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The Girl Who Lived on Air

Stephen Wade
Publication Date: 
Monday, August 18, 2014
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Sarah Jacob was the Carmarthenshire farm girl who dominated the national and regional press for almost all of 1869. In the popular imagination she was ‘the Welsh fasting girl’ and although she was not the first anorexic, she was arguably the first to cause a national furore, and become something of a celebrity. She died despite a team of nurses from Guy’s Hospital stationed at her home in Lletherneuadd, and after the best minds in British medicine had set theorised about the cause of her apparently supernatural existence – living in spite of starvation, losing no weight yet clearly suffering in all kinds of ways.

Sarah’s was not the only story here. Her parents were charged with murder and eventually convicted of manslaughter. The Girl Who Lived on Air retells this human story of an anorexic made to be the centre of a lucrative and also media-hungry ‘spin’ on the nineteenth century nexus of knowledge between science and superstition, folk-belief and religious asceticism. Stephen Wade covers new ground in examining the medical issues surrounding the case, the legal complexities (including the use of Welsh in court) and the interpretation on a newly enacted law which reformulated serious crime, the prison life of Sarah’s parents, and the significance of folklore and superstition in an unusual and yet all too familiar story.


Review by Jane Shaw, The Times Higher Education

Monday, November 3, 2014

In February 1867, a 10-year-old Welsh girl named Sarah Jacob became ill in the aftermath of a bout of scarlet fever. She had blood in her mouth, pains in her stomach and muscular spasms or “fits”. She found it hard to eat and by October it was reported that she had stopped eating altogether, refusing all food. But, mysteriously, she appeared rosy-cheeked and “fleshy” as she sat up in bed, reading books in Welsh and English, no longer able to join her siblings in working the family farm.

News of the girl who lived on air, defying the laws of nature, spread around Wales and even England. The new railway lines brought visitors to her bedside. Some left a coin for the family; others – doctors and ministers – attempted to watch over her to see if she was secretly eating or drinking, but their attempts at observation were hampered by her father’s hovering over the proceedings.

Finally, in December 1869, a watch was set up, with 10 local professional men and female nurses from Guy’s Hospital. Everything was examined for traces of food or liquid; Sarah’s bed was set apart; and visitors were limited to her parents who could only take her hand (there being some suspicion that a sister was secretly giving her food and drink under the guise of lavish affection). On the first day of the watch, 9 December, Sarah was reported to be cheerful, healthy, plump even, with a regular temperature and pulse. She rapidly began to decline. The doctors present urged her father to let them examine her and offer medical care. He refused, saying that he had taken a vow to Sarah two years before not to give her food. She died eight days later, on 17 December.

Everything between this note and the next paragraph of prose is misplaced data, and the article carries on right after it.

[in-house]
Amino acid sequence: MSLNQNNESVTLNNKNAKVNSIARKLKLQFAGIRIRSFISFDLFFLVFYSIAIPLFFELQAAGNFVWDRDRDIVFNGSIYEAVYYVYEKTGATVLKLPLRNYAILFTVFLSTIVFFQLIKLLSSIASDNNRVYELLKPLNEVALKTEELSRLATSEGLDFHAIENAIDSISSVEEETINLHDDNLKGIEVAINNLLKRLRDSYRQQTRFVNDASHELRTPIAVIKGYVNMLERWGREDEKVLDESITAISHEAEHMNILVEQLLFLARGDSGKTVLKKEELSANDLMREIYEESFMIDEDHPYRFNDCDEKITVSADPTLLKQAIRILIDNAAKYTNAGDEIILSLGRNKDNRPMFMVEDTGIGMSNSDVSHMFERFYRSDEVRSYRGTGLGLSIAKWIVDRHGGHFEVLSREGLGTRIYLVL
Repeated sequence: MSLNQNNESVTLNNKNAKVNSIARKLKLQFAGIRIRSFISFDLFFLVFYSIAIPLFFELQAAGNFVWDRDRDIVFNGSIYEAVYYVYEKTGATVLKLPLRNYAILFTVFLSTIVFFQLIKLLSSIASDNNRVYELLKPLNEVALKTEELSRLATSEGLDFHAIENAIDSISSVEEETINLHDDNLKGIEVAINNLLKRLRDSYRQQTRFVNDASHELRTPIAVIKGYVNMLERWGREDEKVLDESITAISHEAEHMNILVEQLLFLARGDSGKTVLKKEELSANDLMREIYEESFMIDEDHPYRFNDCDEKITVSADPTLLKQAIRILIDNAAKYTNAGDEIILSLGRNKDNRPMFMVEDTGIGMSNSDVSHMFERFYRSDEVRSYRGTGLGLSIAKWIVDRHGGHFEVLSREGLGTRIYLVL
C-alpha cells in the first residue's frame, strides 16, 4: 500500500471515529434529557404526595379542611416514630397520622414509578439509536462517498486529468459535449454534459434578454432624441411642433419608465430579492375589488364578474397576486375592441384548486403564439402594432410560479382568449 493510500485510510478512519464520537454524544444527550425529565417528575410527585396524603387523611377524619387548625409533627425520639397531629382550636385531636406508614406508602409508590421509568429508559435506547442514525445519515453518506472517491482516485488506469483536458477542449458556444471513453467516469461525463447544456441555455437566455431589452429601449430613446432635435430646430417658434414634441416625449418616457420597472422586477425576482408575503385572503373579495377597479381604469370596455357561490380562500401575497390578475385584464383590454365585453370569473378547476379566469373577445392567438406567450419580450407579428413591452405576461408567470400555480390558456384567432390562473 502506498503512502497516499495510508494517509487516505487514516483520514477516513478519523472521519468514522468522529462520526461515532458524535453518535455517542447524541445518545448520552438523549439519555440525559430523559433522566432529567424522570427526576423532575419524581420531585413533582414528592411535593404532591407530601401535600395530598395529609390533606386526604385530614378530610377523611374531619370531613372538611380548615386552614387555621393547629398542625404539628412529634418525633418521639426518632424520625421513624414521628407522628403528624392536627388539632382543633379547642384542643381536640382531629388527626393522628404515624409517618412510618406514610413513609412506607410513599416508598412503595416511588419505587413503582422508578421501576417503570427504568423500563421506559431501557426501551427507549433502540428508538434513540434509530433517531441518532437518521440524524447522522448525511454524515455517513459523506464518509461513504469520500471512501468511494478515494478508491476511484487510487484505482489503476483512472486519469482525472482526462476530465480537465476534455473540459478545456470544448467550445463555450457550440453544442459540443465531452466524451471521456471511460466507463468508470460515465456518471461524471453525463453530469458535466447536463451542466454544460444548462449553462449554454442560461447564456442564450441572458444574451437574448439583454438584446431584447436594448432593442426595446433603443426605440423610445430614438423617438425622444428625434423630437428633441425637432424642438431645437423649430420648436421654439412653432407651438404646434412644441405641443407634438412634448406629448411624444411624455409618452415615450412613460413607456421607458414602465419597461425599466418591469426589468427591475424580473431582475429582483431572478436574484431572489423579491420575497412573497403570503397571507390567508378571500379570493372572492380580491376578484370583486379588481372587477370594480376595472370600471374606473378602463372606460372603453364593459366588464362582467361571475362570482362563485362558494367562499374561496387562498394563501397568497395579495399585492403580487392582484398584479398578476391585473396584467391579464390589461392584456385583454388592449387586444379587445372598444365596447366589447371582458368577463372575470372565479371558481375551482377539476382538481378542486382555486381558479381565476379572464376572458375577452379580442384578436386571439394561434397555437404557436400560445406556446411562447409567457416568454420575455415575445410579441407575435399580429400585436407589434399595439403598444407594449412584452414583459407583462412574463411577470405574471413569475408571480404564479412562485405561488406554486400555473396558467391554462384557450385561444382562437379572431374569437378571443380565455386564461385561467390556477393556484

Many commentators regarded this as the end of an imposture. Did this not prove that she was not a miracle child, but had been smuggled food by her family who wanted to “create a complete show-child”? She had starved to death; but who was responsible? The Treasury brought a criminal prosecution against Sarah’s parents, Evan and Hannah Jacob, who were convicted of manslaughter and sentenced to 12 months and six months, respectively, of hard labour in Swansea Prison.

Stephen Wade tells a compelling narrative in his readable book on this case (although better copy-editing on the part of the publisher would have made the read a smoother one, and the addition of endnotes would have been a bonus). He situates the story within the context of mid-19th-century British culture, exploring the tensions between the Welsh and the English, the clash between religious and medical explanations, and the narrow line between pilgrimage and entertainment.

A strength of Wade’s analysis is that he forgoes a simple secularisation thesis and recognises that parallel interpretations co-existed: medical, religious and folkloric.

A glance across the Channel at the exactly contemporaneous development of the shrine at Lourdes would have given additional weight to his hypothesis that Sarah in her bed, surrounded by garlands of flowers and reading pious books, suggested “a deep need for a shrine, for a new nineteenth-century focus for pilgrimage”. And a look at earlier fasting girls – such as Martha Taylor in late 17th-century Derbyshire – would have shown that intellectual tussles about whether these young women were miraculous or medical wonders had been occurring for at least two centuries.

In the end, Sarah’s death, only eight days after she was reported healthy, meant that medical explanations were required. Wade investigates these thoroughly, both in terms of 1860s medicine and in relationship to our greater knowledge of psychological and physiological illnesses with regard to eating. His final interpretation of her own motives perceptively links her understanding of spiritual fasting to what, in just the next decade, would be identified as anorexia nervosa.

Wade begins his book with two recent incidents of parents who were prosecuted for neglecting their children to the extent that their children died. Ian McEwan’s latest novel, The Children Act, explores similar themes in the story of a 17-year-old boy who refuses medical treatment on religious grounds. The story of Sarah Jacob is clearly one that still has echoes today.

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